Who doesn't appreciate a seat on the subway or bus ride home after a long day's work? Especially when the other option is being sandwiched between two sweaty and grumpy fellow passengers while desperately searching for a handhold that is, ideally, not a stranger's body part? But I'd take this hugely unpleasant alternative any day -- no matter how much my feet ached -- over the chivalrous surrender of a seat just because I'm a woman. According to John Kelly's column in the Washington Post, though, this is a nonissue; chivalry is dead. (Anyone need a moment to mourn? Didn't think so.)
While I'm not ready to shed a tear over the death of chivalry, the article does point out what seems a worthy issue: Metro riders in the Washington area are unlikely to offer up their seats to pregnant women. But this seems more an issue of civility than chivalry. Surprisingly, the worst perpetrators are young women in their 20s, according to Giselle Zimmerman, who has been observing the reaction of fellow passengers to her bulging belly. "They maybe look at you and then try not to make eye contact," said Zimmerman, now 33 weeks pregnant.
Past studies (you know, actually conducted by scientists or sociologists) have shown that pregnant women are treated differently; one study found that people stood much farther away from visibly pregnant women while on an elevator and stared excessively at their bellies. But it's unclear whether people's response to women on the subway -- going along, for a moment, with this anecdotal evidence -- is a result of discomfort around pregnant women (note the shifty eyes observed by Zimmerman) or plain ol' selfishness.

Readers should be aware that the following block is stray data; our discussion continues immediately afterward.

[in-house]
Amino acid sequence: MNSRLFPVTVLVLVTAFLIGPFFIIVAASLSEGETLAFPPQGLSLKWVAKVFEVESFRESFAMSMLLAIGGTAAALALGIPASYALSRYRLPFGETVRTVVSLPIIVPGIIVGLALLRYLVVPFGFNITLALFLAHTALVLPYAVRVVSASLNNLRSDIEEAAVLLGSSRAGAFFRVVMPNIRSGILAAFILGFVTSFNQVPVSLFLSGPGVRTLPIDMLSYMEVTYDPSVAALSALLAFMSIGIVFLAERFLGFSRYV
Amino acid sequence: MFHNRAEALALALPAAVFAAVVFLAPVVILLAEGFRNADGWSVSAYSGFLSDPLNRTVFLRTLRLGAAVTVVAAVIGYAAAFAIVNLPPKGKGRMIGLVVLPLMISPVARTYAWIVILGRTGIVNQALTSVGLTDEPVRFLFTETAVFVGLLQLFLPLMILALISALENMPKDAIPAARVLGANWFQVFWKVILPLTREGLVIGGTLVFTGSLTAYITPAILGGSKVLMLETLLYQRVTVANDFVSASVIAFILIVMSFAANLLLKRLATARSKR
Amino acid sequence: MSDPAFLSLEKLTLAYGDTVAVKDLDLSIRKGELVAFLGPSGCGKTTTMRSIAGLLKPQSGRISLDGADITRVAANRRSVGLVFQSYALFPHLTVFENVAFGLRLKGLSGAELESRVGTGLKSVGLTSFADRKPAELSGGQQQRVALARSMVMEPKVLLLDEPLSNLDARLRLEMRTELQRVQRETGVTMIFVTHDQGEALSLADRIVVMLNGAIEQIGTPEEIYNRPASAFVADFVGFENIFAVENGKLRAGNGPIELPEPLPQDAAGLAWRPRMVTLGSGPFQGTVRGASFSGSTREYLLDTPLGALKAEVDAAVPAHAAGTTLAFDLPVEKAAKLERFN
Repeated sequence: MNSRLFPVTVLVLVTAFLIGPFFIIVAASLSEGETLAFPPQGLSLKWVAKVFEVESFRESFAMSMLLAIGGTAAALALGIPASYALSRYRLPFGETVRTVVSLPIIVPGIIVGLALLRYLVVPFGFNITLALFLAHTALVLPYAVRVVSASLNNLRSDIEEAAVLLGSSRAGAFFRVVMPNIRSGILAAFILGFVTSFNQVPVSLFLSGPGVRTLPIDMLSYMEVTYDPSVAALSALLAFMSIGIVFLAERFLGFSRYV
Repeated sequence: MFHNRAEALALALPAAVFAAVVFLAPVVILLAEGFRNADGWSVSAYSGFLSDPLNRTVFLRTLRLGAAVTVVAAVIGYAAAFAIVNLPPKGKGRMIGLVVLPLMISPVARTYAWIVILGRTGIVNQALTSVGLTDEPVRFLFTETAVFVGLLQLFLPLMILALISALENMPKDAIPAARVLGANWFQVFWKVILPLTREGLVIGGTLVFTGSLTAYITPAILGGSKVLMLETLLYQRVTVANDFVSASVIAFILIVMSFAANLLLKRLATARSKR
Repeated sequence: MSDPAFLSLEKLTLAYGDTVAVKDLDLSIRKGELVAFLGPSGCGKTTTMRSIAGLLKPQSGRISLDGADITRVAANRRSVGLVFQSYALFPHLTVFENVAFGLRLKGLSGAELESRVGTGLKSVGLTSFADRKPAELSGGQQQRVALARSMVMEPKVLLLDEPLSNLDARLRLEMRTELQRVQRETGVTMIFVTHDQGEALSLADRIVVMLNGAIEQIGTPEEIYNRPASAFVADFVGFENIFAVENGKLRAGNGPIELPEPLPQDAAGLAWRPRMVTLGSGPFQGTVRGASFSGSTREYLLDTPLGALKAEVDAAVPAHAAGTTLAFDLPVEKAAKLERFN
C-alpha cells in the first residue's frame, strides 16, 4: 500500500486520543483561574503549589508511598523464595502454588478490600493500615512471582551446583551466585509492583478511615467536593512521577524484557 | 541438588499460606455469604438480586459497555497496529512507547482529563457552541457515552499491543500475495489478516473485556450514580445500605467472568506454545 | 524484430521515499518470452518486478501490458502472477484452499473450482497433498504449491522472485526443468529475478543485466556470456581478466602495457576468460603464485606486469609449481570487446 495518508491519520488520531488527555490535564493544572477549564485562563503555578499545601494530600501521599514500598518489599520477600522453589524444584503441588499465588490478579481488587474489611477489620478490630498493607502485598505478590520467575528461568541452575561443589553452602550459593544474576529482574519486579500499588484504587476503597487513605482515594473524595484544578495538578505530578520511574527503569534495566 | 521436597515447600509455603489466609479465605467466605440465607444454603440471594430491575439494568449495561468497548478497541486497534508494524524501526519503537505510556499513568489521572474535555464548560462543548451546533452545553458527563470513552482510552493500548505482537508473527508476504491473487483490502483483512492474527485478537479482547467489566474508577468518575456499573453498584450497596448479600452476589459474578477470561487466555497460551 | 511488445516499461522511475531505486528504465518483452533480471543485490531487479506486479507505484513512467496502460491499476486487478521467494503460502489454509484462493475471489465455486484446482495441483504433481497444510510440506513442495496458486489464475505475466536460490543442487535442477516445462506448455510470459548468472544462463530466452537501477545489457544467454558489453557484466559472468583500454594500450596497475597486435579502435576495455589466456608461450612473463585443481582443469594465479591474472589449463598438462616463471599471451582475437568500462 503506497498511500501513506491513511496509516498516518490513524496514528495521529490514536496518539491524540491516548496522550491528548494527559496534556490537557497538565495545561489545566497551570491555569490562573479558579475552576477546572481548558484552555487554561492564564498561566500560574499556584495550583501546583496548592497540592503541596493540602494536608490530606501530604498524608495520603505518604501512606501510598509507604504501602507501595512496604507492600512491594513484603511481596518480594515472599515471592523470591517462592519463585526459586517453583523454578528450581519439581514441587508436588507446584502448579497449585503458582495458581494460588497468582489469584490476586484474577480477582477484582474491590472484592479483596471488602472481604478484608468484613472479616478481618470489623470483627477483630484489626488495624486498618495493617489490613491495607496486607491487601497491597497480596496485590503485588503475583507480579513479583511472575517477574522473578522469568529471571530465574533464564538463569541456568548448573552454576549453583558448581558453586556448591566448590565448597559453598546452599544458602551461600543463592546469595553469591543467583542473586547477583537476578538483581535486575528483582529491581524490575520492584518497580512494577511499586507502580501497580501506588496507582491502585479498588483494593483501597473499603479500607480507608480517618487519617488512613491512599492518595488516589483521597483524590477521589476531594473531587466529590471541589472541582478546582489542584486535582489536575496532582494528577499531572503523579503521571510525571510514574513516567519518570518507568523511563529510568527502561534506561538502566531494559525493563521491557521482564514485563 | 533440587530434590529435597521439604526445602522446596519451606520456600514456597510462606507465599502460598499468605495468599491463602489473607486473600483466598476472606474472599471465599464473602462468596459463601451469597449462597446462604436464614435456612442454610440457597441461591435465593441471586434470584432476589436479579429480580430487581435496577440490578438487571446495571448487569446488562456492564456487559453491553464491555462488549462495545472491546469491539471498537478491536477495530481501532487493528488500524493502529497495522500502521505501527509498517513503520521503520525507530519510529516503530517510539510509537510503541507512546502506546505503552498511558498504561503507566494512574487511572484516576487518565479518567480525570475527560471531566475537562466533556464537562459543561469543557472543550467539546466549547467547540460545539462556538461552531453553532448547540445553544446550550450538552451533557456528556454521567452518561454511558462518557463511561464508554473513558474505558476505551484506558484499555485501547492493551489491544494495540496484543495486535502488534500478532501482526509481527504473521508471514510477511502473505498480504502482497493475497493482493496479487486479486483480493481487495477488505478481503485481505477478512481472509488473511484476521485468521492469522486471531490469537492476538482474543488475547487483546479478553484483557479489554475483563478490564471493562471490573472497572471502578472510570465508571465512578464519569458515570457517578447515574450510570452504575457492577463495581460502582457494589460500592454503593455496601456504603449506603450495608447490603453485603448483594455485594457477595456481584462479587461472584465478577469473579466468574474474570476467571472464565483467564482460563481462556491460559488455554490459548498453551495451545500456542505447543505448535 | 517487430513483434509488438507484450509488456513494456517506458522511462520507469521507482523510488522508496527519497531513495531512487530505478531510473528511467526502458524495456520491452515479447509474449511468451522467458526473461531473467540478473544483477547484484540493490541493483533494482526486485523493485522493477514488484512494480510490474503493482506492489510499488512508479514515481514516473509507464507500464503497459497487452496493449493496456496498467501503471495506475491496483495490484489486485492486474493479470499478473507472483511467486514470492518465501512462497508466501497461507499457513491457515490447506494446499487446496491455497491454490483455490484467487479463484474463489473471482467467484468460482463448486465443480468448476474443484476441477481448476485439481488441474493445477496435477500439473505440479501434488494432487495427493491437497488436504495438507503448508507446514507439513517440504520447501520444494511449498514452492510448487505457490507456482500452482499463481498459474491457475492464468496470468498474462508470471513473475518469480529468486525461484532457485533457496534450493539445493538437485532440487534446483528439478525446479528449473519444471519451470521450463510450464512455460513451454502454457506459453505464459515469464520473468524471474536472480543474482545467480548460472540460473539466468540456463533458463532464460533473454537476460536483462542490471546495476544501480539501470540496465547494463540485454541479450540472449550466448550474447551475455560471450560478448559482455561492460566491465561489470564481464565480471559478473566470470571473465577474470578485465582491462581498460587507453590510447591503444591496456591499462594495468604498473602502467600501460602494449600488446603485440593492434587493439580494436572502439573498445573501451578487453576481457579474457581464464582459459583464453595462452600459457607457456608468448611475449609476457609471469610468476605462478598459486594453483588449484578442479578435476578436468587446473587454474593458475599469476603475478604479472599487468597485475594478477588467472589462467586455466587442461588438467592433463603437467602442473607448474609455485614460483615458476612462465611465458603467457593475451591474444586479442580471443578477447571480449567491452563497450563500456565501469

The second informal sociologist mentioned in the article contradicts Zimmerman's observations. Kara (who withheld her last name) said that women were more likely to offer up their seat than men were. Most interesting was Kara's observation about women with young children: "One time, a woman came on holding a child, and like four people offered their seats. I thought it was interesting: Holding the child outside your body gets you a seat versus holding it inside your body."
Kelly, of course, recognizes the fallibility of this anecdotal evidence and concludes his column by suggesting that these accounts at least suggest the need for actual scientific inquiry. Could be that the results will have something interesting to say about societal perceptions of pregnant women.